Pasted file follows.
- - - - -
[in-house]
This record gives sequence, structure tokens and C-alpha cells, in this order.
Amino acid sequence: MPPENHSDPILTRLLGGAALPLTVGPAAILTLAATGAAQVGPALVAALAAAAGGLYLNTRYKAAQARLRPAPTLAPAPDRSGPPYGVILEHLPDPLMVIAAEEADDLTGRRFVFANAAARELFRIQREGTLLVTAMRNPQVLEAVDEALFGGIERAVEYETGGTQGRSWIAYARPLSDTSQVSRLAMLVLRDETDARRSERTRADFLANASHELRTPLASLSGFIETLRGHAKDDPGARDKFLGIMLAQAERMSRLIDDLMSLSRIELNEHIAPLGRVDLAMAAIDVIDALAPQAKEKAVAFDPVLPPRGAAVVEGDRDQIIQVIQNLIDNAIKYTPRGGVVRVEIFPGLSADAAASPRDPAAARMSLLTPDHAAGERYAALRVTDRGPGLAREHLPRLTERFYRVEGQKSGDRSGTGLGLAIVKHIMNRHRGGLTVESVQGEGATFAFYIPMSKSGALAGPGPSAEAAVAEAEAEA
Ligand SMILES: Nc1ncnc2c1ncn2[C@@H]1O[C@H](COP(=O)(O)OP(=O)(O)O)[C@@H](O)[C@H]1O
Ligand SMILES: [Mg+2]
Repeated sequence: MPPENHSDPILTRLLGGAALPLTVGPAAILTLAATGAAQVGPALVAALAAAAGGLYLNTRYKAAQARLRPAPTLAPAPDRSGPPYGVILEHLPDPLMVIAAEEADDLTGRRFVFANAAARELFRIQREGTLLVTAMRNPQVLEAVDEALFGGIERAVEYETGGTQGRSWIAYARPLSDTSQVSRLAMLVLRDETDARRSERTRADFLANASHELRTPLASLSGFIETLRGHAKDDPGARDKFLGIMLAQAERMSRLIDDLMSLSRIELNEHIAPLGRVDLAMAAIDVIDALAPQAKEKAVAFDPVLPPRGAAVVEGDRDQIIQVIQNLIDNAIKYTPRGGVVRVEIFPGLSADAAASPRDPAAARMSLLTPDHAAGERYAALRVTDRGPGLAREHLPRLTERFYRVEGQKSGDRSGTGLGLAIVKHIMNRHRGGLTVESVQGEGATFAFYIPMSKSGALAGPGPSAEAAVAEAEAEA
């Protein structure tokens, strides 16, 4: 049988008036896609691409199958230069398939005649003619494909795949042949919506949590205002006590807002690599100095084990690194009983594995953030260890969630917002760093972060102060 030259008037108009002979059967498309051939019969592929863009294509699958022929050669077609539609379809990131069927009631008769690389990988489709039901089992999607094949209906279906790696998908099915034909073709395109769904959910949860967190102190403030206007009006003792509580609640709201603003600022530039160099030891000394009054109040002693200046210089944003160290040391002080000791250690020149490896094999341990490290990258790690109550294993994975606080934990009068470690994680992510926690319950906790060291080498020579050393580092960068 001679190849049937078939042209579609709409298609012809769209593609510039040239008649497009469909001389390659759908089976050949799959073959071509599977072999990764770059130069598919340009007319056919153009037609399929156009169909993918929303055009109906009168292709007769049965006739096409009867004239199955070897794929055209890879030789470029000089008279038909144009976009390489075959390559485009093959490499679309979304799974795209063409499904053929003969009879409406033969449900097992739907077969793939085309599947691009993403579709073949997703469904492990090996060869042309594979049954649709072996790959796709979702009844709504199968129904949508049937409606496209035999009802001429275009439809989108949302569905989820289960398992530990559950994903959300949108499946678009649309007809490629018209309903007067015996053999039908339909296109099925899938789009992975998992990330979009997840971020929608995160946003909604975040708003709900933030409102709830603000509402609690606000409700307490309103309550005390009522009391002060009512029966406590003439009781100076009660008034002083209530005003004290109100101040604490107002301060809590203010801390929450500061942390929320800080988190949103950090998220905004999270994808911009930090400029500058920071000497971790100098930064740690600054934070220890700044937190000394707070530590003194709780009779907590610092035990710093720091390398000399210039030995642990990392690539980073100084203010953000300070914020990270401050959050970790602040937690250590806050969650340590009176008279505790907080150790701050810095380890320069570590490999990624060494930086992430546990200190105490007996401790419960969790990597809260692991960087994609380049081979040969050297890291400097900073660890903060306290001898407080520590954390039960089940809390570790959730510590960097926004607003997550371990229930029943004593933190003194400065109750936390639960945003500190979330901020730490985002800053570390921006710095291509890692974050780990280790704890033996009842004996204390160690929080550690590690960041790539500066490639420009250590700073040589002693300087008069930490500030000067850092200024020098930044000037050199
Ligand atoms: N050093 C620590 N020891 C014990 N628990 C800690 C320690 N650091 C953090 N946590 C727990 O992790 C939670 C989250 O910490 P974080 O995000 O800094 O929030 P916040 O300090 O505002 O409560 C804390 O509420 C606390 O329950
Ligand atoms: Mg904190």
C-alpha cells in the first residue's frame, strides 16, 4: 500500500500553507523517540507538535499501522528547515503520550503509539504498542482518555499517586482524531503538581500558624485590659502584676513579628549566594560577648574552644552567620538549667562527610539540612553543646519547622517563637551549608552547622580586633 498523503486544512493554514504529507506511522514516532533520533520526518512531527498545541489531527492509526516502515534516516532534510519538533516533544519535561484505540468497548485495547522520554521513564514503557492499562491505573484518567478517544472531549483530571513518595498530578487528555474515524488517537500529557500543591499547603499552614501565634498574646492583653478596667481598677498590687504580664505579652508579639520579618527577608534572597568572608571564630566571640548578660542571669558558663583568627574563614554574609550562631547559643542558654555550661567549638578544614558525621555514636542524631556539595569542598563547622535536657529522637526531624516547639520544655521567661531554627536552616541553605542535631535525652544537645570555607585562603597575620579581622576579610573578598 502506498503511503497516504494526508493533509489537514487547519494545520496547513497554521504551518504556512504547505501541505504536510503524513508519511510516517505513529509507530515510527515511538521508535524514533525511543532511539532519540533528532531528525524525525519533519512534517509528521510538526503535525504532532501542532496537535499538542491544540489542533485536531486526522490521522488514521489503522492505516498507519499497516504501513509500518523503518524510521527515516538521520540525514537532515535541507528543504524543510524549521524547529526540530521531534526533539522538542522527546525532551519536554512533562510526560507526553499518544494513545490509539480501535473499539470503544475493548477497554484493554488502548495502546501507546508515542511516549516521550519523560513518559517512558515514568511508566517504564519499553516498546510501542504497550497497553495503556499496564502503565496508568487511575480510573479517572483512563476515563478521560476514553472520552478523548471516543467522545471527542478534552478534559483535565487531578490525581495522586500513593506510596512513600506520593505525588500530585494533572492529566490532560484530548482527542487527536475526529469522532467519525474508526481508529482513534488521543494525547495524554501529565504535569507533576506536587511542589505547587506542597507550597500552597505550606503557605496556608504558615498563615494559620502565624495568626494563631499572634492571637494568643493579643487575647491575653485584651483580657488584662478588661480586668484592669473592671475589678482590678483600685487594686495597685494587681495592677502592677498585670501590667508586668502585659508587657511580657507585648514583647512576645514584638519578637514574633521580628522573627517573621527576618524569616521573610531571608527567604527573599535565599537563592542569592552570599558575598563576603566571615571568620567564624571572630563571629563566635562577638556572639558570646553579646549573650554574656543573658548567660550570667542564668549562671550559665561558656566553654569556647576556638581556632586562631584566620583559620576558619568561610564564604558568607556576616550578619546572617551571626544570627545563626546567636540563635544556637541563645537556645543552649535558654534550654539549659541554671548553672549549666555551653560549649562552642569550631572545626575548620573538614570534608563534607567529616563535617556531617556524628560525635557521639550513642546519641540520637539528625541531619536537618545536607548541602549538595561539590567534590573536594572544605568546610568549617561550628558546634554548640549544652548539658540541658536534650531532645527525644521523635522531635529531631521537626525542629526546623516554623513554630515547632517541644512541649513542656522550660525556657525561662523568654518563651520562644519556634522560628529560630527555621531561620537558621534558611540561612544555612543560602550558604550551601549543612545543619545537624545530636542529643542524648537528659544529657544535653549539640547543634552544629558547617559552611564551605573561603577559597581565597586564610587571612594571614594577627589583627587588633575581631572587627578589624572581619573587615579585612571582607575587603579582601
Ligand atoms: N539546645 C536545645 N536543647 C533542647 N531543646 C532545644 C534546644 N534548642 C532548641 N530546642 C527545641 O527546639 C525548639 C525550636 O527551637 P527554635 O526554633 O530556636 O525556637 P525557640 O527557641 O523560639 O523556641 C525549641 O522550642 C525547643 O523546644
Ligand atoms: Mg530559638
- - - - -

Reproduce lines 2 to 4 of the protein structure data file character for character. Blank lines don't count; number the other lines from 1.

This record gives sequence, structure tokens and C-alpha cells, in this order.
Amino acid sequence: MPPENHSDPILTRLLGGAALPLTVGPAAILTLAATGAAQVGPALVAALAAAAGGLYLNTRYKAAQARLRPAPTLAPAPDRSGPPYGVILEHLPDPLMVIAAEEADDLTGRRFVFANAAARELFRIQREGTLLVTAMRNPQVLEAVDEALFGGIERAVEYETGGTQGRSWIAYARPLSDTSQVSRLAMLVLRDETDARRSERTRADFLANASHELRTPLASLSGFIETLRGHAKDDPGARDKFLGIMLAQAERMSRLIDDLMSLSRIELNEHIAPLGRVDLAMAAIDVIDALAPQAKEKAVAFDPVLPPRGAAVVEGDRDQIIQVIQNLIDNAIKYTPRGGVVRVEIFPGLSADAAASPRDPAAARMSLLTPDHAAGERYAALRVTDRGPGLAREHLPRLTERFYRVEGQKSGDRSGTGLGLAIVKHIMNRHRGGLTVESVQGEGATFAFYIPMSKSGALAGPGPSAEAAVAEAEAEA
Ligand SMILES: Nc1ncnc2c1ncn2[C@@H]1O[C@H](COP(=O)(O)OP(=O)(O)O)[C@@H](O)[C@H]1O